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Einstein's 'spooky' theory may lead to ultra-secure Internet

Date:
March 24, 2014
Source:
Swinburne University of Technology
Summary:
Einstein's skepticism about quantum mechanics may lead to an ultra-secure Internet, a new paper suggests. In 1935, Einstein and researchers highlighted a 'spooky' theory in quantum mechanics, which is the strange way entangled particles stay connected even when separated by large distances. In the new research, the authors show that entangled messages "can be shared between more than two people and may provide unprecedented security for a future quantum Internet."

Could new research into Einstein's 'spooky action at a distance' pave the way for a new ultra-secure quantum Internet?
Credit: © Serg Nvns / Fotolia

Einstein's skepticism about quantum mechanics may lead to an ultra-secure Internet, suggests a new paper by researchers from Swinburne University of Technology and Peking University.

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Associate Professor Margaret Reid from Swinburne's Centre for Quantum and Optical Science said Einstein's reservations about quantum mechanics were highlighted in a phenomenon known as "'spooky' action at a distance."

In 1935, Einstein and researchers highlighted a 'spooky' theory in quantum mechanics, which is the strange way entangled particles stay connected even when separated by large distances.

"Until now the real application of this has been for messages being shared between two people securely without interception, regardless of the spatial separation between them," Professor Reid said.

"In this paper, we give theoretical proof that such messages can be shared between more than two people and may provide unprecedented security for a future quantum Internet."

In the 1990s, scientists realised you can securely transmit a message through encrypting and using a shared key generated by Einstein's strange entanglement to decode the message from the sender and receiver. Using the quantum key meant the message was completely secure from interception during transmission.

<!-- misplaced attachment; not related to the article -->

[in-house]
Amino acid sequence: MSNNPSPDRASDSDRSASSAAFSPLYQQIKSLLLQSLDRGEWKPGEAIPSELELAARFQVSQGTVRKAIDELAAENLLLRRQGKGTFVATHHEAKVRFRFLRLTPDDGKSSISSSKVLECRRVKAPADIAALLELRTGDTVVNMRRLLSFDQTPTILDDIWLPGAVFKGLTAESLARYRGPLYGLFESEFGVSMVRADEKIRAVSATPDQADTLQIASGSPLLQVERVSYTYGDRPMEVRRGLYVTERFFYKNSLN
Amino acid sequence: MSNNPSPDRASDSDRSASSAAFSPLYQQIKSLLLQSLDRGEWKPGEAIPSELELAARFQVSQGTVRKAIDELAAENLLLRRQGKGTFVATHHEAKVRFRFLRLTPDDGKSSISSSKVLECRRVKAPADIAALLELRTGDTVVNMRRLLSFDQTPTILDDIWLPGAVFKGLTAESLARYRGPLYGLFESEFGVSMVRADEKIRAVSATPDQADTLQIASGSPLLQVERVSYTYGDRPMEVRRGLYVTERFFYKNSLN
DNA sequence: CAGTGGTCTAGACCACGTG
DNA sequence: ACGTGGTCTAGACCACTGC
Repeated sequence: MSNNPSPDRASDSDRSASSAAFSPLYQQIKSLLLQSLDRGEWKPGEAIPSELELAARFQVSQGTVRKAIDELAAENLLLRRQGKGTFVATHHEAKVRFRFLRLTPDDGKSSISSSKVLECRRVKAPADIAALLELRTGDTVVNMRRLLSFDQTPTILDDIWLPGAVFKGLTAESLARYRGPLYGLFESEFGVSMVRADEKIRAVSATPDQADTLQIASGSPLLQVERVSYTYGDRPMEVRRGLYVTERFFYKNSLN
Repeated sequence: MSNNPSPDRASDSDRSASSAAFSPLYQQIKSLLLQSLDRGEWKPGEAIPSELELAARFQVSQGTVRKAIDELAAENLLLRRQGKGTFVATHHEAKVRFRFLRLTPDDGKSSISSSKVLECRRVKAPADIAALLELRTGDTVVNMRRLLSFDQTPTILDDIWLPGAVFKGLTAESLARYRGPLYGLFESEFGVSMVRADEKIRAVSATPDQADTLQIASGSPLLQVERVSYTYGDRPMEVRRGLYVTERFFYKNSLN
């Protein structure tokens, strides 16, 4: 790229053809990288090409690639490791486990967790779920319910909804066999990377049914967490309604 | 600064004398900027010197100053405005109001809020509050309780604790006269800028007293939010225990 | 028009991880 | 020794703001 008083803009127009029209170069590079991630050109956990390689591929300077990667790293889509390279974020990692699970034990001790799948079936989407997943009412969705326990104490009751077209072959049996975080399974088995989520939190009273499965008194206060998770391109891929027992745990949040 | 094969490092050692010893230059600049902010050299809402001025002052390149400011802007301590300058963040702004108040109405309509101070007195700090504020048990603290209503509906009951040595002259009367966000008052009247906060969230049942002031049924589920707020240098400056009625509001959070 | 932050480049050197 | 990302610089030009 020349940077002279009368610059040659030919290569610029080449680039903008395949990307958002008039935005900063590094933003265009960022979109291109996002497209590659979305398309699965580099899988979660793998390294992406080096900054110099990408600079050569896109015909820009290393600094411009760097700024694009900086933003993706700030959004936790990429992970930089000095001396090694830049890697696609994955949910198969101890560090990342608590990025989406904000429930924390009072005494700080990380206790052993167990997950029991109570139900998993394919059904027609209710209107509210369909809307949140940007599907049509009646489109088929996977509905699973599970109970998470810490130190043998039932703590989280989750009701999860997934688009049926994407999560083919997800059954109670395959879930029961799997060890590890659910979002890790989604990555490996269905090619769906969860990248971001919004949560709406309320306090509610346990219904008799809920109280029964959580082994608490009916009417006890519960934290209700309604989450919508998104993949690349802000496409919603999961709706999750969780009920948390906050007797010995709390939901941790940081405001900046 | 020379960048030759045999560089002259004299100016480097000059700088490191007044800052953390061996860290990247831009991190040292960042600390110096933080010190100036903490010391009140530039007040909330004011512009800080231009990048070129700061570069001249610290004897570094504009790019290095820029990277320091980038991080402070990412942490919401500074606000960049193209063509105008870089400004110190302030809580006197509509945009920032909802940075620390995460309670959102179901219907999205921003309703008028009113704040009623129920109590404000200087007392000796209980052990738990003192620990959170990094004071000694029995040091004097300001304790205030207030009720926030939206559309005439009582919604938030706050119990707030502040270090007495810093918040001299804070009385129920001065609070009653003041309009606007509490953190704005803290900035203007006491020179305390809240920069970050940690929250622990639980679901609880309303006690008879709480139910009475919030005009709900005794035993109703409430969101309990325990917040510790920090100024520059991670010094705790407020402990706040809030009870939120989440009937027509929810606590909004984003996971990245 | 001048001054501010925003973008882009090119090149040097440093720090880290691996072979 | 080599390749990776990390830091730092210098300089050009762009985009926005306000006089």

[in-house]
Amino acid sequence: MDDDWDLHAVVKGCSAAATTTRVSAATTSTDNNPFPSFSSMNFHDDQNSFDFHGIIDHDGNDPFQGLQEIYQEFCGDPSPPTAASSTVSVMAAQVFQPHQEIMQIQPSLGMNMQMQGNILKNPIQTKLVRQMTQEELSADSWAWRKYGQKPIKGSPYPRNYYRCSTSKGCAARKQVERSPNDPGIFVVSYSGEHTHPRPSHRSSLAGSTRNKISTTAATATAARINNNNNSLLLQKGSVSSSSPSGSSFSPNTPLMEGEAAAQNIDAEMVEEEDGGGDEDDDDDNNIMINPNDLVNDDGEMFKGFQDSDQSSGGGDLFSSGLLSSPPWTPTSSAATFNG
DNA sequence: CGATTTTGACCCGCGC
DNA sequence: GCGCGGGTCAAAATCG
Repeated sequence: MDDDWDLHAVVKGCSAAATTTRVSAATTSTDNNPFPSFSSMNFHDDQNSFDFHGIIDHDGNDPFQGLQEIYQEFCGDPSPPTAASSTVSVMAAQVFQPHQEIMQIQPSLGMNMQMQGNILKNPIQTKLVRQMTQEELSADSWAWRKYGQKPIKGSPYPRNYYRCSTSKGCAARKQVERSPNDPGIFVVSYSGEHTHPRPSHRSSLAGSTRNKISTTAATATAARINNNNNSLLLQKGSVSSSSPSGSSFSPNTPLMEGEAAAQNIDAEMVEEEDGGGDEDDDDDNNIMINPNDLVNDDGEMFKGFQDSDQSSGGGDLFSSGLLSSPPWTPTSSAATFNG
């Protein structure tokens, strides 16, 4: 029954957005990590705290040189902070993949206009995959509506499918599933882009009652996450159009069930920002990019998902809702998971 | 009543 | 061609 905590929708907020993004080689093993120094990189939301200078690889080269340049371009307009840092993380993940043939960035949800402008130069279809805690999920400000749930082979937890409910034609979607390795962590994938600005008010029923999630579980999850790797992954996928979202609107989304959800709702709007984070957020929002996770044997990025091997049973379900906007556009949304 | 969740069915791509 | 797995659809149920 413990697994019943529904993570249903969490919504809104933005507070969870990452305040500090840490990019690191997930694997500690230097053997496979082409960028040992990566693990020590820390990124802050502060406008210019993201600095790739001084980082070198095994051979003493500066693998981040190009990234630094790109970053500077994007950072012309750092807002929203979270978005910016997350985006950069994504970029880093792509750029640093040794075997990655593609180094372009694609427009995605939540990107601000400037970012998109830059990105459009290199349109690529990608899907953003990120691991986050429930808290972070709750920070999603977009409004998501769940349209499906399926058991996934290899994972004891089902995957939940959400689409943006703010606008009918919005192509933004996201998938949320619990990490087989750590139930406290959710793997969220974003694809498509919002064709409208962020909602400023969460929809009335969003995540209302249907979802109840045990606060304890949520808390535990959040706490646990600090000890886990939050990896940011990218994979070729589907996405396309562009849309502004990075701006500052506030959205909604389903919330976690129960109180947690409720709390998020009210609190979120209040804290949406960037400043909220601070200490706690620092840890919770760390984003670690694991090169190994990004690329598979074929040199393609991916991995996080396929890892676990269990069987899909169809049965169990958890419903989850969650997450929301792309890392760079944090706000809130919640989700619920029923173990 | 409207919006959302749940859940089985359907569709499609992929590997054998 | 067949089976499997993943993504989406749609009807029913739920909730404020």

Sending Einstein's entanglement to a larger number of people means the key can be distributed among all the receiving parties, so they must collaborate to decipher the message, which Professor Reid said makes the message even more secure.

"We found that a secure message can be shared by up to three to four people, opening the possibility to the theory being applicable to secure messages being sent from many to many.

"The message will also remain secure if the devices receiving the message have been tampered with, like if an iPhone were hacked, because of the nature of Einstein's spooky entanglement.

"Discovering that it can be applied to a situation with more parties has the potential to create a more secure Internet -- with less messages being intercepted from external parties."


Story Source:

The above story is based on materials provided by Swinburne University of Technology. Note: Materials may be edited for content and length.


Journal Reference:

  1. Q. He, M. Reid. Genuine Multipartite Einstein-Podolsky-Rosen Steering. Physical Review Letters, 2013; 111 (25) DOI: 10.1103/PhysRevLett.111.250403

Cite This Page:

Swinburne University of Technology. "Einstein's 'spooky' theory may lead to ultra-secure Internet." ScienceDaily. ScienceDaily, 24 March 2014. <www.sciencedaily.com/releases/2014/03/140324224554.htm>.
Swinburne University of Technology. (2014, March 24). Einstein's 'spooky' theory may lead to ultra-secure Internet. ScienceDaily. Retrieved October 25, 2014 from www.sciencedaily.com/releases/2014/03/140324224554.htm
Swinburne University of Technology. "Einstein's 'spooky' theory may lead to ultra-secure Internet." ScienceDaily. www.sciencedaily.com/releases/2014/03/140324224554.htm (accessed October 25, 2014).

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